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49ers' QB makes Kaepernicking the latest craze

San Francisco 49ers quarterback Colin Kaepernick (7) celebrates

San Francisco 49ers quarterback Colin Kaepernick (7) celebrates his touchdown against the Green Bay Packers during an NFC divisional playoff game. (Jan. 12, 2013) Photo Credit: AP

SANTA CLARA, Calif. -- It's the Tim Tebow syndrome, 2,500 miles west and a year later. Colin Kaepernick is also a quarterback with a signature gesture. But there are differences. Kaepernick has a body full of tattoos -- virtually all religious in nature -- is a starter and has the 49ers one win from the Super Bowl.

In this world of short attention spans, Tebowing -- taking a knee and holding a clenched fist to his forehead -- has been replaced by Kaepernicking, in which he kisses his right biceps after scoring a touchdown.

The move may not be unique, having originated with pro wrestler Scott Steiner and used frequently by Metta World Peace of the Lakers. But it has swept Northern California after Kaepernick, running for two touchdowns and 181 yards, a playoff record for quarterbacks, and passing for two TDs, led the Niners over Green Bay Saturday night and into Sunday's NFC Championship Game at Atlanta.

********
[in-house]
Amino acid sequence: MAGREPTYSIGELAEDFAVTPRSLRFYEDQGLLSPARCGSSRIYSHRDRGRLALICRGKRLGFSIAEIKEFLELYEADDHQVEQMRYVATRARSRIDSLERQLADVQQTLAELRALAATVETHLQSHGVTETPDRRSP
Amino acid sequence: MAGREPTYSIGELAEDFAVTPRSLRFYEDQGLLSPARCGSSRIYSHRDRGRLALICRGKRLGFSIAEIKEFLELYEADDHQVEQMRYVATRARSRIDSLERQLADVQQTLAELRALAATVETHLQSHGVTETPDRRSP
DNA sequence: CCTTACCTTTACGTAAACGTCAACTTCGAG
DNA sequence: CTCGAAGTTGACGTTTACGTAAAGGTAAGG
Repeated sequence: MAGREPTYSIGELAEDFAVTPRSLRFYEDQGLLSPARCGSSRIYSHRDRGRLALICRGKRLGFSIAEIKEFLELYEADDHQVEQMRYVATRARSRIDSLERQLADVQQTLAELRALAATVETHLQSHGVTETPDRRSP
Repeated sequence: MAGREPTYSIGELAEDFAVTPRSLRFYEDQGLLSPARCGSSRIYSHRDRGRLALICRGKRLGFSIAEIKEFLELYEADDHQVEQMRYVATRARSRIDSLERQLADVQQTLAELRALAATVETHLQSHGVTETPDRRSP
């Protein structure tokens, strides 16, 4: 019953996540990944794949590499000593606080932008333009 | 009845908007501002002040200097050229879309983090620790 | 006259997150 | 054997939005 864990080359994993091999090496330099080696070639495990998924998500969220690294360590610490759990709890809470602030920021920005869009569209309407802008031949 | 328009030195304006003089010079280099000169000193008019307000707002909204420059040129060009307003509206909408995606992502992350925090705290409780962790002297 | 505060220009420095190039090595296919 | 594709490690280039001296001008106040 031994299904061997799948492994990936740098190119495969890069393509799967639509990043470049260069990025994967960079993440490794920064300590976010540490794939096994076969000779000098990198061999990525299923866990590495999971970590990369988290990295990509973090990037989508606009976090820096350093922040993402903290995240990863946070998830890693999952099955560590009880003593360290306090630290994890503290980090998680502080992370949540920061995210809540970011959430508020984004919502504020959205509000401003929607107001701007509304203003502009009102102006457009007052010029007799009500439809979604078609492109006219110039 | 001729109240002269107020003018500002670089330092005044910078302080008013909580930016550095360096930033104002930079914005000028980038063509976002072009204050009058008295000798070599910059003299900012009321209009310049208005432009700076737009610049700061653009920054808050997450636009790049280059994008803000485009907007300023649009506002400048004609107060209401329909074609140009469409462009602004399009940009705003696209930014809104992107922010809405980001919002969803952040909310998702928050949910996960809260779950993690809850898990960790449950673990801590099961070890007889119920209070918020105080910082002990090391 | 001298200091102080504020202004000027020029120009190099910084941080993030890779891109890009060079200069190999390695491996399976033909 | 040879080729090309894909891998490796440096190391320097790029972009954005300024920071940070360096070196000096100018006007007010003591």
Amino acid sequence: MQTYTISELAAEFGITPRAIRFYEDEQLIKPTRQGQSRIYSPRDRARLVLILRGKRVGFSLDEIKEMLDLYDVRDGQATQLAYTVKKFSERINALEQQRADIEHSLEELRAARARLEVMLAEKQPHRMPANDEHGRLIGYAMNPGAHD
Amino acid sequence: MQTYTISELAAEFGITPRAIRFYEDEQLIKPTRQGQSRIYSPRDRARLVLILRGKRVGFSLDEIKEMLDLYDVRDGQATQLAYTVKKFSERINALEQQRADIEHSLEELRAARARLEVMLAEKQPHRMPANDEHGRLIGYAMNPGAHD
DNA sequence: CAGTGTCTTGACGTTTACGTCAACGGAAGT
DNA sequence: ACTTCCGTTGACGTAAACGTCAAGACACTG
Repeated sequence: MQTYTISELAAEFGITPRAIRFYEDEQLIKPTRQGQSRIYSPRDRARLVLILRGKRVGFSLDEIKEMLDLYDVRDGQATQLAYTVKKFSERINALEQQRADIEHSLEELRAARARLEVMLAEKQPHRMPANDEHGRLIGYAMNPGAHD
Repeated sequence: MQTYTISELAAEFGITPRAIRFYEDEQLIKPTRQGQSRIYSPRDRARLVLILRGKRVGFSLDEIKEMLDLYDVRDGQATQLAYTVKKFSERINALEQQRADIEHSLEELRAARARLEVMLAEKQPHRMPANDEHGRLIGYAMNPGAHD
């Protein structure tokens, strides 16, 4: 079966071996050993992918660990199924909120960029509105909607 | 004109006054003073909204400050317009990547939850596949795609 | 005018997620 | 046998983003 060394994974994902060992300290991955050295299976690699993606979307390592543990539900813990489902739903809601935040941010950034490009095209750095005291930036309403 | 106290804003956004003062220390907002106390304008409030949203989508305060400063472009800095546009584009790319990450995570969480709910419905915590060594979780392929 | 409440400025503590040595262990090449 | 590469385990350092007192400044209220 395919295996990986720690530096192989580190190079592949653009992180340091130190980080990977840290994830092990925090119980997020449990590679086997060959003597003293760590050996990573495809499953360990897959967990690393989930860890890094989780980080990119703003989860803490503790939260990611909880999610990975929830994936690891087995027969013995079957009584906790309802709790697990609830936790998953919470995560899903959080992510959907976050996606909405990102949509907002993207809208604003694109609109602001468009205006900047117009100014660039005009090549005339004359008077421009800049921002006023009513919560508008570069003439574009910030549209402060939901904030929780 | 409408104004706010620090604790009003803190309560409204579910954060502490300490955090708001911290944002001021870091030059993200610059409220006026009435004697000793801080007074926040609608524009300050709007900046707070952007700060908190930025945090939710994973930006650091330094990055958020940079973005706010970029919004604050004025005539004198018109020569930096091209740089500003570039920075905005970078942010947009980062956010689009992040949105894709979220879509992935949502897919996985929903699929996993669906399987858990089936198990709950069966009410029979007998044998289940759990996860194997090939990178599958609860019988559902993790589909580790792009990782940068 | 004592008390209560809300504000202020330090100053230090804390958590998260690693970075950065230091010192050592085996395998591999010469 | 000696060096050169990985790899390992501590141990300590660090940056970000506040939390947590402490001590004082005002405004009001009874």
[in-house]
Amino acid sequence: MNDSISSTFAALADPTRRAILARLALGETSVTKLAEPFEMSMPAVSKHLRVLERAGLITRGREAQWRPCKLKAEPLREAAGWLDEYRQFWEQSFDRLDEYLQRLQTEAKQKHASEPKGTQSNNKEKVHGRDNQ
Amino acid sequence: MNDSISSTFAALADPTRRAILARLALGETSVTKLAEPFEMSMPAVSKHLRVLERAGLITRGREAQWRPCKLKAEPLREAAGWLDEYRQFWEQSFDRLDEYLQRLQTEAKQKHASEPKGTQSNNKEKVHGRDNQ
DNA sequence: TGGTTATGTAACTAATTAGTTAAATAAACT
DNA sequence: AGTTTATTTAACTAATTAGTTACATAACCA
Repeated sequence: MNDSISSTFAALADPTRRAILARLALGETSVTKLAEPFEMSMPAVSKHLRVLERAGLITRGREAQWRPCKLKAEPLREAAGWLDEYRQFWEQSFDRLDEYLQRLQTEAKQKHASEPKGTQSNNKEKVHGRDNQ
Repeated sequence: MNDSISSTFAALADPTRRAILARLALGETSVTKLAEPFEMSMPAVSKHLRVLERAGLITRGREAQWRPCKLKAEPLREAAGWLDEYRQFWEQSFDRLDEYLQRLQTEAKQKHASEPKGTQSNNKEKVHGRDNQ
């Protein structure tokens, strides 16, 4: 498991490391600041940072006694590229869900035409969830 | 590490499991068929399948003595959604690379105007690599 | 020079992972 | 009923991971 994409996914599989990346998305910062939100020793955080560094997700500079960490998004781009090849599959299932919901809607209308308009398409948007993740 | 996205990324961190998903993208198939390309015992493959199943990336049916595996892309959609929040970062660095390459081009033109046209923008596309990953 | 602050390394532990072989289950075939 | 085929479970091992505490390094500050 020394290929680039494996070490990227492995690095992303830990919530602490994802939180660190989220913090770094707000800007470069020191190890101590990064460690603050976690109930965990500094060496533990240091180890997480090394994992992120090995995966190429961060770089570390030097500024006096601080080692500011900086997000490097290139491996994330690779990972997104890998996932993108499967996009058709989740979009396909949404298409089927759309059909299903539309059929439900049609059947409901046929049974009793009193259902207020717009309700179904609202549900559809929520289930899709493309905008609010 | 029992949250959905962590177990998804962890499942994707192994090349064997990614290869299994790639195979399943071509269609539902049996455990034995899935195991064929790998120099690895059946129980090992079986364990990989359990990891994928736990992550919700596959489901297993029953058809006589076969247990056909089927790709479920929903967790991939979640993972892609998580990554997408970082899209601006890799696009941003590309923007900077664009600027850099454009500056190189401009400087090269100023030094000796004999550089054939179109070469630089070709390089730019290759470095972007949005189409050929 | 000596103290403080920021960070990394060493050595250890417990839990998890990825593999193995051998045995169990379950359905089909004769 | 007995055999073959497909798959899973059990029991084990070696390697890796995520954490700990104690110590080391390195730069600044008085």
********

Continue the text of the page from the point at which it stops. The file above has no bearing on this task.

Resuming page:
"I saw a girl Kaepernicking while riding a horse," Kaepernick said yesterday of photos emailed to his agent Scott Smith.

The 49ers, beaten by the Giants in last year's NFC title game, are riding Kaepernick as well as their third-ranked defense. He replaced injured Alex Smith Nov. 11 against the Rams, and Kaepernick's size (6-4, 230), speed (4.4 40, he said) and arm strength (drafted by the Cubs as a pitcher) have been startling.

To all except coach Jim Harbaugh, who went to the University of Nevada at Reno to scout Kaepernick and drafted him in the second round in 2011. "I didn't notice a chip on his shoulder," Harbaugh said, "but all players on this team have something to prove."

Kaepernick says little, but in September, aching to play, he told the San Francisco Chronicle: "That's the ultimate feeling of being an athlete. You get in the open field and you get a chance to show your speed against the speed of linebackers and defensive backs, who are considered some of the best athletes in the world."

Kaepernick showed that speed against Green Bay, and former NFL coach and announcer John Madden was wowed. Asked if he ever had seen a quarterback run that way, Madden told Daniel Brown of the San Jose Mercury News, "No, no. He reminds me of that sprinter [Usain] Bolt."

Kaepernick is on regional covers of this weekend's Sports Illustrated.

"I didn't expect that," said Kaepernick, who grew up in Turlock, 100 miles southeast of San Francisco. "It's a great honor."

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